Chris Hardie: The celebrity of Northfield

Chris Hardie: The celebrity of Northfield

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The unincorporated town of Northfield, Wis., is located in the northwest corner of Jackson County where Interstate 94 exits at Hwy. 121 between Osseo and Hixton, 34 miles southeast of Eau Claire.

The town celebrated its 150th anniversary in 2007 and today is perhaps best known as the location of Superior Fresh, the nation’s first indoor Atlantic salmon farm in the U.S.

The large facility sits on the hilltop above the town and its purple lights can sometimes be seen glowing from miles away.

One of Northfield’s notable residents is the late William F. Dettinger, who was born in the town in 1880 and served 12 years as a Progressive Republican in the state Assembly.

But today some would say the hamlet’s most famous resident is not a person but rather a goat — the Northfield Goat. Passersby on I-94 sometimes spot the goat along the cliffs near the 100-mile marker about two miles southeast of town.

Concerned citizens have called 9-1-1, but whenever anyone gets near the goat, it scrambles up the rocky ledge.

It is well-known to the Wisconsin State Patrol. A spokesman said the patrol has sent squad cars when calls are received, but said as long as the goat is not in traffic there is not much they can do.

Other motorists have taken photos or videos of the goat and have posted them on a Facebook page (@northfield goat) for the Northfield Goat of Jackson County, WI.

The goat does have a name — Betsy — and is owned by Roberto Bernabei-Grassi.

In 2018, Bernabei-Grassi had returned from the Marines to his family farm near Northfield. His old goat had died so he bought a new kid — just eight weeks old. He brought the goat home in his car and it escaped when he opened the door.

Bernabei-Grassi and his father caught Betsy, but it was a precursor of what was to come.

The farm already had three fainting goats and Betsy was to be the fourth, but she turned out to be a Nigerian Dwarf. Don’t let the name fool you — the goats are by no means miniature and they can jump and climb. It eventually escaped the goat pen by clearing a 6-foot fence.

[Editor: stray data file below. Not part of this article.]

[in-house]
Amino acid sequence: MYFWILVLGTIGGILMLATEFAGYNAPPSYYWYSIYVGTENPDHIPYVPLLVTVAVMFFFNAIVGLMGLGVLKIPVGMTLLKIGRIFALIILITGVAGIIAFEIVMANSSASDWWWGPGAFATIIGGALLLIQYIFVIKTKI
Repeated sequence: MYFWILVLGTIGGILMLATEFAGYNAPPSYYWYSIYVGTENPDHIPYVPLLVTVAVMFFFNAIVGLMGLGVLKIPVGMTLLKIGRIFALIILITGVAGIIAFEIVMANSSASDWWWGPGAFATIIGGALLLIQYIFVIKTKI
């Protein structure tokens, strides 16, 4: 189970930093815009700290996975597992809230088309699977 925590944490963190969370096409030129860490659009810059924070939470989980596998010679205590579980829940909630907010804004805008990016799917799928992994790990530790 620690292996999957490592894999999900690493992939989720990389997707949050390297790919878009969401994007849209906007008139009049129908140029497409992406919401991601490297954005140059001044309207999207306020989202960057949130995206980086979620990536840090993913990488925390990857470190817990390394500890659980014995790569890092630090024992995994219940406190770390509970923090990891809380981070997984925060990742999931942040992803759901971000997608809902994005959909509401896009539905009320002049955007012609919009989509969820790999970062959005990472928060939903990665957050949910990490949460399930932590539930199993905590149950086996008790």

“We tried to chase it, but it ended up getting out again,” Bernabie-Grassi said. And then it disappeared.

He thought Betsy was probably dead, but about a year later he was driving on I-94 when he saw Betsy again — atop a rock outcropping near the 100-mile maker not too far from the farm. He stopped and confirmed that it was her.

Bernabie-Grassi got phone calls from authorities, asking him if he owned the goat. Yes, he said. But catching Betsy is another matter and she has so far stayed out of the traffic, scrambling back up the cliff when approached.

Goats have incredible agility — they can even climb trees. That combined with intelligence equivalent to dogs and their ability to revert to the wild makes the cliff a perfect hangout for Betsy — who has managed to survive two winters so far.

“I thought about trying to get her again, but she’s happy out there,” Bernabie-Grassi said. “And everybody likes her, so I figure I’ll let her be.”

Meanwhile, Betsy’s fame continues to grow. Her Facebook page has more than 1,200 likes and 1,400 followers. Bernabie-Grassi said he’s received phone calls from as far away as South Carolina from fans traveling through the area.

Goats can live 15 years or more and clearly Betsy has eluded any predators so far. If she continues to elude traffic, she may be a roadway fixture for years to come.

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